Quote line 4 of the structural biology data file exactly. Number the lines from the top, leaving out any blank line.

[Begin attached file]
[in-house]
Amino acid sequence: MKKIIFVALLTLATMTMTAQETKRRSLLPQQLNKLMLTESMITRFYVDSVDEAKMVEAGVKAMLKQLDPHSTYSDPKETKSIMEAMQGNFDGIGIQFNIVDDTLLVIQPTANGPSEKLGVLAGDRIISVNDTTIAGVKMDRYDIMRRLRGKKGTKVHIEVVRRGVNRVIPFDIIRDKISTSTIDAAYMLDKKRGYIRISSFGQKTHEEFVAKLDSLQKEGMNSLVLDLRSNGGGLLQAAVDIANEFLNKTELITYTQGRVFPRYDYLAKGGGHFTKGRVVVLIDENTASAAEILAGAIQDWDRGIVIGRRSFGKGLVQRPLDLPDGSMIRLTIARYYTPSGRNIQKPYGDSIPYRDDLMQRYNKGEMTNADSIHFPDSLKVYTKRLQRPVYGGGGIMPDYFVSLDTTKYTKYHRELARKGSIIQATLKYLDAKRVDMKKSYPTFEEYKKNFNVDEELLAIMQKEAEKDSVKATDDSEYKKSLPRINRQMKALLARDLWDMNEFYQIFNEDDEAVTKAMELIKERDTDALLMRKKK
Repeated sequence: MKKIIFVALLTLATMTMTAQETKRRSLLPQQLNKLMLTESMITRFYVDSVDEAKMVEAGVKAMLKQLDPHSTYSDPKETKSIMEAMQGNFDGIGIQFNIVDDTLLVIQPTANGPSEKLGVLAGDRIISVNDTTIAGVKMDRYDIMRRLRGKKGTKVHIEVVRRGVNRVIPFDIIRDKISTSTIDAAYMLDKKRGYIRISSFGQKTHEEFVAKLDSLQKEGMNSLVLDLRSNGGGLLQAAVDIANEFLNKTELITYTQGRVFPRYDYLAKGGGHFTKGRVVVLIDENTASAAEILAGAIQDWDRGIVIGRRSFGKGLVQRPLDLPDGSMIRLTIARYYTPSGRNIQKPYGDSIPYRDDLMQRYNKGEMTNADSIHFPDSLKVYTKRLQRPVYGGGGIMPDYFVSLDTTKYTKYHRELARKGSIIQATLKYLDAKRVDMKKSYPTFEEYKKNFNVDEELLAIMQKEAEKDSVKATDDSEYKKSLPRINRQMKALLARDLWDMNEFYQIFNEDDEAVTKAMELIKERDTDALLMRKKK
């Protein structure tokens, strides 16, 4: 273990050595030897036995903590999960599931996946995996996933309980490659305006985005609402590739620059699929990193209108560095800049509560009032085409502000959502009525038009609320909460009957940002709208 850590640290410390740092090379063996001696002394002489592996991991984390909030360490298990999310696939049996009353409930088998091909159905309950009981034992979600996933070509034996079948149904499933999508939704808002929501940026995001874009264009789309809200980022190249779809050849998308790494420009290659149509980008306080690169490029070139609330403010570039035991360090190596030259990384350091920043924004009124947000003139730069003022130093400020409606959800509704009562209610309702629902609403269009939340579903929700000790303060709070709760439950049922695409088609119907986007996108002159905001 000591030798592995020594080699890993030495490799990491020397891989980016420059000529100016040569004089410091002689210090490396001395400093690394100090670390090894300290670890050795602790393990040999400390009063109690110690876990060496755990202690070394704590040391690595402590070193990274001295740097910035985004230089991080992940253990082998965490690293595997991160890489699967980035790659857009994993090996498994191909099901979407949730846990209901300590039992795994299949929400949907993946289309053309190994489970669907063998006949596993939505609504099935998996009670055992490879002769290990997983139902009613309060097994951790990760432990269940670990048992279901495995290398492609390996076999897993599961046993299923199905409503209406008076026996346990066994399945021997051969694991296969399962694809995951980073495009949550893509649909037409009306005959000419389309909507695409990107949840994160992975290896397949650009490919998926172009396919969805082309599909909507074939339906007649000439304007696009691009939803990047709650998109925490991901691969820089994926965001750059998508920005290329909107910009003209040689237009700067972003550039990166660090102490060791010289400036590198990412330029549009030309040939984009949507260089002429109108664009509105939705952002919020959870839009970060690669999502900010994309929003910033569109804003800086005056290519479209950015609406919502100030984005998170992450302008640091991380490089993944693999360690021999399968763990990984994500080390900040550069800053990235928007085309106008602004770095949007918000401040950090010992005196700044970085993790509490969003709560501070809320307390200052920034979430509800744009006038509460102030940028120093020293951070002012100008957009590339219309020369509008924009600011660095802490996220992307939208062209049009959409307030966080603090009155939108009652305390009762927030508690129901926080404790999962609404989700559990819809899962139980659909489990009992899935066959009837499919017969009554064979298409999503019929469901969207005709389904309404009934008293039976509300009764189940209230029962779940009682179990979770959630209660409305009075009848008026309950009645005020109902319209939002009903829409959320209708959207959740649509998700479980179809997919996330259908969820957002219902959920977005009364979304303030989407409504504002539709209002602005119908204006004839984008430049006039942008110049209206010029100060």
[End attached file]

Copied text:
């Protein structure tokens, strides 16, 4: 273990050595030897036995903590999960599931996946995996996933309980490659305006985005609402590739620059699929990193209108560095800049509560009032085409502000959502009525038009609320909460009957940002709208 850590640290410390740092090379063996001696002394002489592996991991984390909030360490298990999310696939049996009353409930088998091909159905309950009981034992979600996933070509034996079948149904499933999508939704808002929501940026995001874009264009789309809200980022190249779809050849998308790494420009290659149509980008306080690169490029070139609330403010570039035991360090190596030259990384350091920043924004009124947000003139730069003022130093400020409606959800509704009562209610309702629902609403269009939340579903929700000790303060709070709760439950049922695409088609119907986007996108002159905001 000591030798592995020594080699890993030495490799990491020397891989980016420059000529100016040569004089410091002689210090490396001395400093690394100090670390090894300290670890050795602790393990040999400390009063109690110690876990060496755990202690070394704590040391690595402590070193990274001295740097910035985004230089991080992940253990082998965490690293595997991160890489699967980035790659857009994993090996498994191909099901979407949730846990209901300590039992795994299949929400949907993946289309053309190994489970669907063998006949596993939505609504099935998996009670055992490879002769290990997983139902009613309060097994951790990760432990269940670990048992279901495995290398492609390996076999897993599961046993299923199905409503209406008076026996346990066994399945021997051969694991296969399962694809995951980073495009949550893509649909037409009306005959000419389309909507695409990107949840994160992975290896397949650009490919998926172009396919969805082309599909909507074939339906007649000439304007696009691009939803990047709650998109925490991901691969820089994926965001750059998508920005290329909107910009003209040689237009700067972003550039990166660090102490060791010289400036590198990412330029549009030309040939984009949507260089002429109108664009509105939705952002919020959870839009970060690669999502900010994309929003910033569109804003800086005056290519479209950015609406919502100030984005998170992450302008640091991380490089993944693999360690021999399968763990990984994500080390900040550069800053990235928007085309106008602004770095949007918000401040950090010992005196700044970085993790509490969003709560501070809320307390200052920034979430509800744009006038509460102030940028120093020293951070002012100008957009590339219309020369509008924009600011660095802490996220992307939208062209049009959409307030966080603090009155939108009652305390009762927030508690129901926080404790999962609404989700559990819809899962139980659909489990009992899935066959009837499919017969009554064979298409999503019929469901969207005709389904309404009934008293039976509300009764189940209230029962779940009682179990979770959630209660409305009075009848008026309950009645005020109902319209939002009903829409959320209708959207959740649509998700479980179809997919996330259908969820957002219902959920977005009364979304303030989407409504504002539709209002602005119908204006004839984008430049006039942008110049209206010029100060």